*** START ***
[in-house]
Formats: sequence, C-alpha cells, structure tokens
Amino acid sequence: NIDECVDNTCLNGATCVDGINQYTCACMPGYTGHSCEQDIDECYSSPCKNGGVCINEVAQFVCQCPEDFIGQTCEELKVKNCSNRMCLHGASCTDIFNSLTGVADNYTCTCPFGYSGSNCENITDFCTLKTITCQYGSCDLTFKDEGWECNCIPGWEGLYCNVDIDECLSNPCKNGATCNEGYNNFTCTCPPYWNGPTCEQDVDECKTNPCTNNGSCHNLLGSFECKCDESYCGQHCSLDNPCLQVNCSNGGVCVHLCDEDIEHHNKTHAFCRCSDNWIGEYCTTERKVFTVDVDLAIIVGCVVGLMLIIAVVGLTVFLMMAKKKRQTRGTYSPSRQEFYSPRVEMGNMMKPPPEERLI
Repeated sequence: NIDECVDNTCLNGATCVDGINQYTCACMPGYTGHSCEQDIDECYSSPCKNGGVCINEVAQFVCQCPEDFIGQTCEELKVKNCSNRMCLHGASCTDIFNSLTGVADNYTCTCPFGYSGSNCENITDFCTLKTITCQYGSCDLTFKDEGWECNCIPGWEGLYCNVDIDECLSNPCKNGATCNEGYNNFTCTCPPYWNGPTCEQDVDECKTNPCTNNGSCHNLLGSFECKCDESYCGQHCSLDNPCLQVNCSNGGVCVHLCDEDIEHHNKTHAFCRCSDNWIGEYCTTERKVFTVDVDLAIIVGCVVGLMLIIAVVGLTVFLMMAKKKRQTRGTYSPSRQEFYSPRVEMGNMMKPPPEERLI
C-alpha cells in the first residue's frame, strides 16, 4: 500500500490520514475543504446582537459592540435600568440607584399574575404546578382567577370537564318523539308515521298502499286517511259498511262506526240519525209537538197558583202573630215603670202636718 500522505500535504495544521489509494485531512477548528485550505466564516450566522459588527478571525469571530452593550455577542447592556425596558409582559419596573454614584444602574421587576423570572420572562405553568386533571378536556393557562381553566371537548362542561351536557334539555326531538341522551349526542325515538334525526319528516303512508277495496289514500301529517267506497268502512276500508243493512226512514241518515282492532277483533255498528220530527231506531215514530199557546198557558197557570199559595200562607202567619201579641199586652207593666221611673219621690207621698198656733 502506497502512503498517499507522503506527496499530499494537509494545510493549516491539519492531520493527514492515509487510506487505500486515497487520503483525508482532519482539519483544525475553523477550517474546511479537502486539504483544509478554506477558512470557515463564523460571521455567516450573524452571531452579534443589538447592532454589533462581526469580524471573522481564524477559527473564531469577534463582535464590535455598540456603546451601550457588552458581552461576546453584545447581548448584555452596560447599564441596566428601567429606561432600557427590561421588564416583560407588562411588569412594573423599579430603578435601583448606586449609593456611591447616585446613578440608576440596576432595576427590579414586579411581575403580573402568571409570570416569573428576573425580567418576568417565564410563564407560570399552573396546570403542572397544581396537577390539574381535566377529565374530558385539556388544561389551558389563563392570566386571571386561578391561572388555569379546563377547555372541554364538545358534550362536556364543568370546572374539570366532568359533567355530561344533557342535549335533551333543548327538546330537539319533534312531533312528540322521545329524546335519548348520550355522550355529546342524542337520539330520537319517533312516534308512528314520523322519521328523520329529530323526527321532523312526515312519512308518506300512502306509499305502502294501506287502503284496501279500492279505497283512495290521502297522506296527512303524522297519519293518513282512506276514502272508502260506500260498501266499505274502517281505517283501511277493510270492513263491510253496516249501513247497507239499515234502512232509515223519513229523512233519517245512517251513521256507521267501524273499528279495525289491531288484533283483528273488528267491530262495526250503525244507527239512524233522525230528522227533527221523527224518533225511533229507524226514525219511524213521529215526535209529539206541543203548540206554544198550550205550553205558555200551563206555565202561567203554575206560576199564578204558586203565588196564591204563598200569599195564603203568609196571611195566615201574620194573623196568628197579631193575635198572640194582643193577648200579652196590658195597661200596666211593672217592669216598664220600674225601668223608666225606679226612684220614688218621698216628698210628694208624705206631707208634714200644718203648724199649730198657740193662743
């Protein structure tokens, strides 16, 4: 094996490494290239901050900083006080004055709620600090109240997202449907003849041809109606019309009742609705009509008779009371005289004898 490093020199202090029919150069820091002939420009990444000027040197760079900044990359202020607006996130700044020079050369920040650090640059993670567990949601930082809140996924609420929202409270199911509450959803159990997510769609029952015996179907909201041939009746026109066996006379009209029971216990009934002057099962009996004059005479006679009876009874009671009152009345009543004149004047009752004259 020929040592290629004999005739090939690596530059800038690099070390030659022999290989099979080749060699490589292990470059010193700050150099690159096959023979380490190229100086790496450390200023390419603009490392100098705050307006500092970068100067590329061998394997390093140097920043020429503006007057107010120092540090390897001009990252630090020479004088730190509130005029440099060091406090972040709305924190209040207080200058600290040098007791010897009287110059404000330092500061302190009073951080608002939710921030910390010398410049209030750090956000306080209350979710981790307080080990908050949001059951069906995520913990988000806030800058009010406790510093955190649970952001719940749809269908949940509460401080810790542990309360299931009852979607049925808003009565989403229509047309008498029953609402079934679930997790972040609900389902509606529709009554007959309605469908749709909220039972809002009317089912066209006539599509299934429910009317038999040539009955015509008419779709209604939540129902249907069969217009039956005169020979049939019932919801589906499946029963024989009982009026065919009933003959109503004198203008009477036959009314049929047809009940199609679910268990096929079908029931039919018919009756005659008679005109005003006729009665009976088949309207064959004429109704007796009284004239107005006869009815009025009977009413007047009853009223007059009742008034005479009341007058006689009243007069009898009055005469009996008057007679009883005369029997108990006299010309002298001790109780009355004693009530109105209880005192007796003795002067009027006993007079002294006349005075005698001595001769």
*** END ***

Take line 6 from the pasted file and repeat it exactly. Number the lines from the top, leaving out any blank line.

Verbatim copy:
């Protein structure tokens, strides 16, 4: 094996490494290239901050900083006080004055709620600090109240997202449907003849041809109606019309009742609705009509008779009371005289004898 490093020199202090029919150069820091002939420009990444000027040197760079900044990359202020607006996130700044020079050369920040650090640059993670567990949601930082809140996924609420929202409270199911509450959803159990997510769609029952015996179907909201041939009746026109066996006379009209029971216990009934002057099962009996004059005479006679009876009874009671009152009345009543004149004047009752004259 020929040592290629004999005739090939690596530059800038690099070390030659022999290989099979080749060699490589292990470059010193700050150099690159096959023979380490190229100086790496450390200023390419603009490392100098705050307006500092970068100067590329061998394997390093140097920043020429503006007057107010120092540090390897001009990252630090020479004088730190509130005029440099060091406090972040709305924190209040207080200058600290040098007791010897009287110059404000330092500061302190009073951080608002939710921030910390010398410049209030750090956000306080209350979710981790307080080990908050949001059951069906995520913990988000806030800058009010406790510093955190649970952001719940749809269908949940509460401080810790542990309360299931009852979607049925808003009565989403229509047309008498029953609402079934679930997790972040609900389902509606529709009554007959309605469908749709909220039972809002009317089912066209006539599509299934429910009317038999040539009955015509008419779709209604939540129902249907069969217009039956005169020979049939019932919801589906499946029963024989009982009026065919009933003959109503004198203008009477036959009314049929047809009940199609679910268990096929079908029931039919018919009756005659008679005109005003006729009665009976088949309207064959004429109704007796009284004239107005006869009815009025009977009413007047009853009223007059009742008034005479009341007058006689009243007069009898009055005469009996008057007679009883005369029997108990006299010309002298001790109780009355004693009530109105209880005192007796003795002067009027006993007079002294006349005075005698001595001769």